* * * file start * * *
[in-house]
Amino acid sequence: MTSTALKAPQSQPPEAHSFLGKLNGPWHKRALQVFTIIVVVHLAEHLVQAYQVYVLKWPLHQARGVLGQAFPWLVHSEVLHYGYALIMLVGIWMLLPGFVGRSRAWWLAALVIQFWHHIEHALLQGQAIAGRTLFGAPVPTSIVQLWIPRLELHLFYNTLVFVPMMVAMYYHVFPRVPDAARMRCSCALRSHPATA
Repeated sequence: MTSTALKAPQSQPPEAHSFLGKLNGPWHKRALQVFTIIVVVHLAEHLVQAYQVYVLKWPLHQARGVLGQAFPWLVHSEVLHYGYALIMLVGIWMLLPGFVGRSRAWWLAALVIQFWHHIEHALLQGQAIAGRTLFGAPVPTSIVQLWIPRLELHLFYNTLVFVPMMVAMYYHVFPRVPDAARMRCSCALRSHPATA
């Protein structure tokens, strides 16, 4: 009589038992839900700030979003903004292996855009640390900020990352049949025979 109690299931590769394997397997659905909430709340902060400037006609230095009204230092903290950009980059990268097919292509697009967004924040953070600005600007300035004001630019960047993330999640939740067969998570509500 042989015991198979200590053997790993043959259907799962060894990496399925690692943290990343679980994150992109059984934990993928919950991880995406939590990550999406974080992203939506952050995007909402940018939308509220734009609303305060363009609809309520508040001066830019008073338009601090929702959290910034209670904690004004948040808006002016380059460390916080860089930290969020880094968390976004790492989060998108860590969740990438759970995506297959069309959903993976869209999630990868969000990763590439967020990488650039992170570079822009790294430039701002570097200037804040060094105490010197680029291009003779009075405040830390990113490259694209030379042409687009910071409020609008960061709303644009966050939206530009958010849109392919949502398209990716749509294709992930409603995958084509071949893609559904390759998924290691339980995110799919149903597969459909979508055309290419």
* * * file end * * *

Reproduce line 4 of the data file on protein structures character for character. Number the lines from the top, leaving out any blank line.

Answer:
């Protein structure tokens, strides 16, 4: 009589038992839900700030979003903004292996855009640390900020990352049949025979 109690299931590769394997397997659905909430709340902060400037006609230095009204230092903290950009980059990268097919292509697009967004924040953070600005600007300035004001630019960047993330999640939740067969998570509500 042989015991198979200590053997790993043959259907799962060894990496399925690692943290990343679980994150992109059984934990993928919950991880995406939590990550999406974080992203939506952050995007909402940018939308509220734009609303305060363009609809309520508040001066830019008073338009601090929702959290910034209670904690004004948040808006002016380059460390916080860089930290969020880094968390976004790492989060998108860590969740990438759970995506297959069309959903993976869209999630990868969000990763590439967020990488650039992170570079822009790294430039701002570097200037804040060094105490010197680029291009003779009075405040830390990113490259694209030379042409687009910071409020609008960061709303644009966050939206530009958010849109392919949502398209990716749509294709992930409603995958084509071949893609559904390759998924290691339980995110799919149903597969459909979508055309290419």